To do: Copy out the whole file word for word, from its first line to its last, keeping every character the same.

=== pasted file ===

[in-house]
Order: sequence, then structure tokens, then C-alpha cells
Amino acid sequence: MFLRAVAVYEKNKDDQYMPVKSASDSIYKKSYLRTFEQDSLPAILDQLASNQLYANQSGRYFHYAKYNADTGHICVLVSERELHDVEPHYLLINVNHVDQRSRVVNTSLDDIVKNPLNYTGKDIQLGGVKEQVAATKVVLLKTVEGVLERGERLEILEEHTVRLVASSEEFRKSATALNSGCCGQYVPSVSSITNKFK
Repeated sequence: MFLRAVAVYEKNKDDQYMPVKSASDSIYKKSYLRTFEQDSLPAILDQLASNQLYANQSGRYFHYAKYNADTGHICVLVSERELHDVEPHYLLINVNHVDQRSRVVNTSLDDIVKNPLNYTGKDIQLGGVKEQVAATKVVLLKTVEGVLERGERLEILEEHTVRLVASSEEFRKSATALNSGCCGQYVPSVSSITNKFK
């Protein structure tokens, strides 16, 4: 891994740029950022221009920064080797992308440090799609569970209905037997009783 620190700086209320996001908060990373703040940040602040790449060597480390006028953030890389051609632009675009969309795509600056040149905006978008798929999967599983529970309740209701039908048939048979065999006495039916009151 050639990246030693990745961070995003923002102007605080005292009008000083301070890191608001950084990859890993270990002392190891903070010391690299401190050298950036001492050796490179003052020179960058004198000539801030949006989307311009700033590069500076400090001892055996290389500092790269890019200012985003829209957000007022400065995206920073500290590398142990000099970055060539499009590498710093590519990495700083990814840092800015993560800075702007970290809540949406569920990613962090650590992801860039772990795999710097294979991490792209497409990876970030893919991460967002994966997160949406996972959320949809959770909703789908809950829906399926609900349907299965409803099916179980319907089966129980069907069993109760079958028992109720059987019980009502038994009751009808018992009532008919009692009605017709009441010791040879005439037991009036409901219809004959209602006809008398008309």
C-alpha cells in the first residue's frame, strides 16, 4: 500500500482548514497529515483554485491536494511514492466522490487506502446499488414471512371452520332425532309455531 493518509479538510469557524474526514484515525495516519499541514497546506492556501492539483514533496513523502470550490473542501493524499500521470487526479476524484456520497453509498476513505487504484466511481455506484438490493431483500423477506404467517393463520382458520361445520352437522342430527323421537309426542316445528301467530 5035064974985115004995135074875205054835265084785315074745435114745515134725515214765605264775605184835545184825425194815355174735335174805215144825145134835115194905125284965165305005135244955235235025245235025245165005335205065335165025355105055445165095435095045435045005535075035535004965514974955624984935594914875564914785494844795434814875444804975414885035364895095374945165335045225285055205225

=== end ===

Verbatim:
[in-house]
Order: sequence, then structure tokens, then C-alpha cells
Amino acid sequence: MFLRAVAVYEKNKDDQYMPVKSASDSIYKKSYLRTFEQDSLPAILDQLASNQLYANQSGRYFHYAKYNADTGHICVLVSERELHDVEPHYLLINVNHVDQRSRVVNTSLDDIVKNPLNYTGKDIQLGGVKEQVAATKVVLLKTVEGVLERGERLEILEEHTVRLVASSEEFRKSATALNSGCCGQYVPSVSSITNKFK
Repeated sequence: MFLRAVAVYEKNKDDQYMPVKSASDSIYKKSYLRTFEQDSLPAILDQLASNQLYANQSGRYFHYAKYNADTGHICVLVSERELHDVEPHYLLINVNHVDQRSRVVNTSLDDIVKNPLNYTGKDIQLGGVKEQVAATKVVLLKTVEGVLERGERLEILEEHTVRLVASSEEFRKSATALNSGCCGQYVPSVSSITNKFK
């Protein structure tokens, strides 16, 4: 891994740029950022221009920064080797992308440090799609569970209905037997009783 620190700086209320996001908060990373703040940040602040790449060597480390006028953030890389051609632009675009969309795509600056040149905006978008798929999967599983529970309740209701039908048939048979065999006495039916009151 050639990246030693990745961070995003923002102007605080005292009008000083301070890191608001950084990859890993270990002392190891903070010391690299401190050298950036001492050796490179003052020179960058004198000539801030949006989307311009700033590069500076400090001892055996290389500092790269890019200012985003829209957000007022400065995206920073500290590398142990000099970055060539499009590498710093590519990495700083990814840092800015993560800075702007970290809540949406569920990613962090650590992801860039772990795999710097294979991490792209497409990876970030893919991460967002994966997160949406996972959320949809959770909703789908809950829906399926609900349907299965409803099916179980319907089966129980069907069993109760079958028992109720059987019980009502038994009751009808018992009532008919009692009605017709009441010791040879005439037991009036409901219809004959209602006809008398008309």
C-alpha cells in the first residue's frame, strides 16, 4: 500500500482548514497529515483554485491536494511514492466522490487506502446499488414471512371452520332425532309455531 493518509479538510469557524474526514484515525495516519499541514497546506492556501492539483514533496513523502470550490473542501493524499500521470487526479476524484456520497453509498476513505487504484466511481455506484438490493431483500423477506404467517393463520382458520361445520352437522342430527323421537309426542316445528301467530 5035064974985115004995135074875205054835265084785315074745435114745515134725515214765605264775605184835545184825425194815355174735335174805215144825145134835115194905125284965165305005135244955235235025245235025245165005335205065335165025355105055445165095435095045435045005535075035535004965514974955624984935594914875564914785494844795434814875444804975414885035364895095374945165335045225285055205225